ATHENS, Ga. — Thabo Sefolosha stood along the baseline, a basketball under his right arm as he watched a drill on the first day of training camp for the Atlanta Hawks.
Just routine stuff.
But Sefolosha is relishing every moment of his return to the court, anything to help him move on from a disputed arrest by New York City police that he said led to a broken right leg and knocked him out of the playoffs.
"It's been a long road," he said. "It was definitely tough watching from the sideline in the playoffs, not being able to help the team."
Sefolosha was a key contributor off the bench, a defensive stopper who helped the Hawks to a franchise-record 60 wins and the top seed in the East. Without him, Atlanta still managed to reach the conference final for the first time, but his absence on the perimeter became apparent as LeBron James and the Cleveland Cavaliers romped to a four-game sweep.
"Sometimes you look out there, and you feel like his arms and legs are everywhere," Hawkscoach Mike Budenholzer said. "Solid seems like a boring word, but he's really a good, solid defender who does a lot of things within whatever scheme you're doing."
During the final week of the regular season, Sefolosha and then-teammate Pero Antic made a late-night stop at a Manhattan nightclub popular with athletes and celebrities. Police arrived after another NBA player, Chris Copeland, was stabbed during an altercation.
There was no indication the Atlanta players were with Copeland or had anything to do with the stabbing, but officers say they interfered with the crime scene. They were both arrested and, at some point, Sefolosha wound up with a broken fibula and torn ligaments.
The charges against Antic have since been dropped, but Sefolosha turned down a lenient plea-bargain that would have required him to do a single day of community service. His trial is scheduled for Monday in New York.
"I'm very confident," Sefolosha said. "But at the same time it's not something I'm used to. I really don't know what's going to happen. I don't want to talk too much about it, but I'm confident and I know in my heart that I (did not do) anything wrong."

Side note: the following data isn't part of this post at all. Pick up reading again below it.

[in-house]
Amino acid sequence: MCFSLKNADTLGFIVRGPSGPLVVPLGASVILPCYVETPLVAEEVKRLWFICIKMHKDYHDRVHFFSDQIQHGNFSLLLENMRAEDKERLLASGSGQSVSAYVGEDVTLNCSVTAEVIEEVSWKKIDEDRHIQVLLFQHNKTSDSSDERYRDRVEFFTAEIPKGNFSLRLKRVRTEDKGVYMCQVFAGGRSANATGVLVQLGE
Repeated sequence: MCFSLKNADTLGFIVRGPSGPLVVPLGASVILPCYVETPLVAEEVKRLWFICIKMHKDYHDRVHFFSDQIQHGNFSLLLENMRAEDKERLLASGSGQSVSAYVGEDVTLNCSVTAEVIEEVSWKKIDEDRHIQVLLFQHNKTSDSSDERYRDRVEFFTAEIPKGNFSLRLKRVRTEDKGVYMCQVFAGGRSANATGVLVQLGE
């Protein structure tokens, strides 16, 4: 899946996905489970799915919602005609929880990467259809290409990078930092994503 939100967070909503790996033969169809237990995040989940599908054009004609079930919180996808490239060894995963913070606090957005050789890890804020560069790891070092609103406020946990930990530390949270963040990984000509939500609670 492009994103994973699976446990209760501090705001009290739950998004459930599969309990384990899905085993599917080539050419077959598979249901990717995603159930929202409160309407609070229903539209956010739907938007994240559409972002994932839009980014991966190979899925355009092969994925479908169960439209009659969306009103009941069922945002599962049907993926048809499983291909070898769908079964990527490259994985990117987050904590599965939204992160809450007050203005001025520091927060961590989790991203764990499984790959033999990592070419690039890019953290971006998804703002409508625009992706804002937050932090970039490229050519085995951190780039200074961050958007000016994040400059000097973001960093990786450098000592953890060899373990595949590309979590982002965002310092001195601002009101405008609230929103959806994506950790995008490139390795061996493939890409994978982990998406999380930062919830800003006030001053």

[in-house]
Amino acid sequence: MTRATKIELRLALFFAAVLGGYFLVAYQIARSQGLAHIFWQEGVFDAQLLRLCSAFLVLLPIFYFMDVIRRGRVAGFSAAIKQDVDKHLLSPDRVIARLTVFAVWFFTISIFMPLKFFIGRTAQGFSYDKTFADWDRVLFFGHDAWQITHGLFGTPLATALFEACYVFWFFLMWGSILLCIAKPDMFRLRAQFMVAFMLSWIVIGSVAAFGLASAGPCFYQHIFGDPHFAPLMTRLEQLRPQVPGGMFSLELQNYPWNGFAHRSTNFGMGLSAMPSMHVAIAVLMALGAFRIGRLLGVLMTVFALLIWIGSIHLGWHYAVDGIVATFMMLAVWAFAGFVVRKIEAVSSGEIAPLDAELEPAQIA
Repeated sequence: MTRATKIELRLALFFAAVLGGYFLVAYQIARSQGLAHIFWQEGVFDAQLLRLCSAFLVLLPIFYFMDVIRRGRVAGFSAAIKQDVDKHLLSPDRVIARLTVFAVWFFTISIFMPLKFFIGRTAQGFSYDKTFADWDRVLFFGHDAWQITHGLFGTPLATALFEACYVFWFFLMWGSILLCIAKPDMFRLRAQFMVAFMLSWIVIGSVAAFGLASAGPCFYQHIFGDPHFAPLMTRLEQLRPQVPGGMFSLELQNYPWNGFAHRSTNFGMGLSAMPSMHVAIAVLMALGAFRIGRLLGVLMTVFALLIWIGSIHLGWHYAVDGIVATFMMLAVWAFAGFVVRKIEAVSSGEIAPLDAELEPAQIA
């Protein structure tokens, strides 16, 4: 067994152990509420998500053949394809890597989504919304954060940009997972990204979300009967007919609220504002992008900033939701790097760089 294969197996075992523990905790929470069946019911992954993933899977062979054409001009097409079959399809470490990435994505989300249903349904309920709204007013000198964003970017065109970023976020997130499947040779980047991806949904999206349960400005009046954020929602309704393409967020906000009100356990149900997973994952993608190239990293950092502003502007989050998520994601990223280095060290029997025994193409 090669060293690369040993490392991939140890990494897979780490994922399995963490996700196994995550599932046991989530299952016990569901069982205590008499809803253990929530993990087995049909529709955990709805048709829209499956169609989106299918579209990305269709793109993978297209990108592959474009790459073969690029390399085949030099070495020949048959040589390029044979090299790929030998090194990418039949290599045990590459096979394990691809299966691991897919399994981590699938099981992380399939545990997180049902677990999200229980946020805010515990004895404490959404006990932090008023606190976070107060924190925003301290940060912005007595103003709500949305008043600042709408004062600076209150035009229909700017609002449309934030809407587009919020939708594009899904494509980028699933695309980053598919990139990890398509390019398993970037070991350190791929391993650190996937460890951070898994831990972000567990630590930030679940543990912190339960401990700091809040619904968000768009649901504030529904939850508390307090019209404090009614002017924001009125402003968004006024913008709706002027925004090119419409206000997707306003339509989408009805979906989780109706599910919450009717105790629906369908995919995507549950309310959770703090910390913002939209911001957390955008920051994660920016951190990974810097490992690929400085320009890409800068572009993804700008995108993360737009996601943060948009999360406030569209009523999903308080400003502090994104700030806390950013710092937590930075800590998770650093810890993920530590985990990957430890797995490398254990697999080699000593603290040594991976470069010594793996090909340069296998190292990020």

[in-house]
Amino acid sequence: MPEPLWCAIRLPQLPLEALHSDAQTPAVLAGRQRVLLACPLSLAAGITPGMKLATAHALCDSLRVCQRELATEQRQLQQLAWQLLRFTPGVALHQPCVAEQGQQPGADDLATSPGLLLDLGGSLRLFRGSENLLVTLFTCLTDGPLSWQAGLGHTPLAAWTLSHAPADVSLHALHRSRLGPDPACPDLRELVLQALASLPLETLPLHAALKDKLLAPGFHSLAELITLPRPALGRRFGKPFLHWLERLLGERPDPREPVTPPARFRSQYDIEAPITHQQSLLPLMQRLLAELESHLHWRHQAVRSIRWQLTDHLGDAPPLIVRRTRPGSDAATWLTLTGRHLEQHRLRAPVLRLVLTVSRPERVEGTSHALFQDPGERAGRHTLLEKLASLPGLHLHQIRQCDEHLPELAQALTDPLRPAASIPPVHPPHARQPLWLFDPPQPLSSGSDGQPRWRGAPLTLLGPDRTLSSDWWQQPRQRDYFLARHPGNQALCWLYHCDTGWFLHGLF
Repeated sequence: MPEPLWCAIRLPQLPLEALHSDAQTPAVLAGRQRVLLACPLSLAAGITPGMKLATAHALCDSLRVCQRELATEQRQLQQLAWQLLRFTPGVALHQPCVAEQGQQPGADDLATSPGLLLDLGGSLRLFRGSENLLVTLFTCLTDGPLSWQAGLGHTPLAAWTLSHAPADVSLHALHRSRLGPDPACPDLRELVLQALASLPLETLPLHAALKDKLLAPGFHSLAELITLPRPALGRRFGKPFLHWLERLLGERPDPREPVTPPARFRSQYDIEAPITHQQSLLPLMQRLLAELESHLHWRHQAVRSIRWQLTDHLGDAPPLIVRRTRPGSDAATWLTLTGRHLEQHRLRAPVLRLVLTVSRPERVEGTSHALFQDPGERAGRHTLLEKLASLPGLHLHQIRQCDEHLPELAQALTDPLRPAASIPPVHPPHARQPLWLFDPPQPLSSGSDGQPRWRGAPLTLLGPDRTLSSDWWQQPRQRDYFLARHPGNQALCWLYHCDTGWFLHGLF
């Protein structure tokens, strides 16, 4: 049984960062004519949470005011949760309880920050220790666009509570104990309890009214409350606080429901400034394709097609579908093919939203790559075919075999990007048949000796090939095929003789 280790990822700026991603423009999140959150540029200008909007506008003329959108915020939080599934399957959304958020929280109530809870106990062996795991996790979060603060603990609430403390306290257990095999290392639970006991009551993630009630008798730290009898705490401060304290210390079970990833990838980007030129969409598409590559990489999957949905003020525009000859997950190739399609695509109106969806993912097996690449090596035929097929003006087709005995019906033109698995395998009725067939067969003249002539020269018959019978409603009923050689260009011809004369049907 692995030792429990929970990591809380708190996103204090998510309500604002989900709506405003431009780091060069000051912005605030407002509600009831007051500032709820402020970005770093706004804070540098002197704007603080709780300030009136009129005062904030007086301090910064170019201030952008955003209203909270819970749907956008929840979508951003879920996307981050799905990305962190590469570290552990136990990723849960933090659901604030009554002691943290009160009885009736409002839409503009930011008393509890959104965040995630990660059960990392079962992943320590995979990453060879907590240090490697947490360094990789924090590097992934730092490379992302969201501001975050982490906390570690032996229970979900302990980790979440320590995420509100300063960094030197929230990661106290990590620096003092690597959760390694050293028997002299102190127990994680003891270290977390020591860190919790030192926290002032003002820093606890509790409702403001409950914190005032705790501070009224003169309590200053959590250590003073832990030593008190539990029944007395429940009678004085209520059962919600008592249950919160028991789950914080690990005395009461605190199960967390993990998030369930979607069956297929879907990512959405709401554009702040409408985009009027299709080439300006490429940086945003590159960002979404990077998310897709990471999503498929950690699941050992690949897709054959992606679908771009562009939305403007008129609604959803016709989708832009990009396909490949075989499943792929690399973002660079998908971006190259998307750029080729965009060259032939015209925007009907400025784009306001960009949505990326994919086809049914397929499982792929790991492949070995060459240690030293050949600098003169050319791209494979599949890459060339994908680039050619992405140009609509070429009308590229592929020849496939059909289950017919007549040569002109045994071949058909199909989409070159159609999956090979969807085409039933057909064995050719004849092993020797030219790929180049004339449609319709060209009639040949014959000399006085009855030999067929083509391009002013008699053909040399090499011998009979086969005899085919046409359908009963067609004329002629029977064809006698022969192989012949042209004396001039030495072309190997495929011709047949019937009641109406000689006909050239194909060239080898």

The burden of the case — and the possibility of a civil lawsuit against police — is a distraction Sefolosha would prefer not to have as he prepares for a new season and the chance to move into the Hawks' starting lineup.
"It's definitely on my mind," he said. "It's not the best time to be dealing with all this. But it's got to be done. I'm trying to be strong for my family and my teammates and my team, and trying to do what's right."
Sefolosha seems the most logical candidate to take over at small forward for DeMarre Carroll, who left the Hawks for a $60 million contract with Toronto.
Yet there are questions about Sefolosha's offensive skills.
"I think offensively he's a little bit underrated as far as his decision-making and passing, his slashing and understanding timing," Budenholzer said. "We've just got to continue to work with his shooting and get him to where he's making shots and he's comfortable there."
While Sefolosha has been cleared to take part in all activities, he acknowledged that he's not yet at 100 percent. His minutes will be limited in camp and during preseason games.
"It's been only 5 1-2 months," Sefolosha said,. "I'm still building strength and building confidence."
The Hawks have other candidates. Kent Bazemore is a bit undersized for the position, but he played well in the playoffs after Carroll was slowed by an ankle injury. The Hawks also have newcomer Tim Hardaway Jr., acquired from the New York Knicks.
Kyle Korver, another Atlanta player coming back from an injury, has been getting a lot of one-on-one time with Sefolosha during the rehab process.
"I want Thabo to be on my team again," Korver said. "He looks great. He's shooting the ball really good. ... I think he's going to have a great year."
Sefolosha is certainly ready to move on.
He wants to be known for what he does on the court, not for an incident that has been linked to other racially charged incidents involving police.
However, Sefolosha, a native of Switzerland who is black, did say it has opened his eyes "to some degree."
"I'm the same person. I will continue to be the same person," he said. "Unfortunately, I'm still in the middle of it. But hopefully it will be a thing of the past soon."